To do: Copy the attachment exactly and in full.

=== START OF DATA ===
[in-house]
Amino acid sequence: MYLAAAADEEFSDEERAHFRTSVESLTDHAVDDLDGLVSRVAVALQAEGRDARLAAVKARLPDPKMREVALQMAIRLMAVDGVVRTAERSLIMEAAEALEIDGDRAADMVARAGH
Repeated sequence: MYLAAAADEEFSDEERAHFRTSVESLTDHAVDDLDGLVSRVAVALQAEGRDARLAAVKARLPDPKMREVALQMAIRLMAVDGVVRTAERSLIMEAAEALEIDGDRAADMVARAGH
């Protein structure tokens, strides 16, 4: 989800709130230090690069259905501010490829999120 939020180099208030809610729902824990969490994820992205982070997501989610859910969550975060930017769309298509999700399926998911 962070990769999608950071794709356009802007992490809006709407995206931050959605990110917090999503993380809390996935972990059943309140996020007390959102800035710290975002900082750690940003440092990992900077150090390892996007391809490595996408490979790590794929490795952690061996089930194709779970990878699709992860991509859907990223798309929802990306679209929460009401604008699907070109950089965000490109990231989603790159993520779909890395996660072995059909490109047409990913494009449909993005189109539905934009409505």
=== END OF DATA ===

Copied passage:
[in-house]
Amino acid sequence: MYLAAAADEEFSDEERAHFRTSVESLTDHAVDDLDGLVSRVAVALQAEGRDARLAAVKARLPDPKMREVALQMAIRLMAVDGVVRTAERSLIMEAAEALEIDGDRAADMVARAGH
Repeated sequence: MYLAAAADEEFSDEERAHFRTSVESLTDHAVDDLDGLVSRVAVALQAEGRDARLAAVKARLPDPKMREVALQMAIRLMAVDGVVRTAERSLIMEAAEALEIDGDRAADMVARAGH
């Protein structure tokens, strides 16, 4: 989800709130230090690069259905501010490829999120 939020180099208030809610729902824990969490994820992205982070997501989610859910969550975060930017769309298509999700399926998911 962070990769999608950071794709356009802007992490809006709407995206931050959605990110917090999503993380809390996935972990059943309140996020007390959102800035710290975002900082750690940003440092990992900077150090390892996007391809490595996408490979790590794929490795952690061996089930194709779970990878699709992860991509859907990223798309929802990306679209929460009401604008699907070109950089965000490109990231989603790159993520779909890395996660072995059909490109047409990913494009449909993005189109539905934009409505």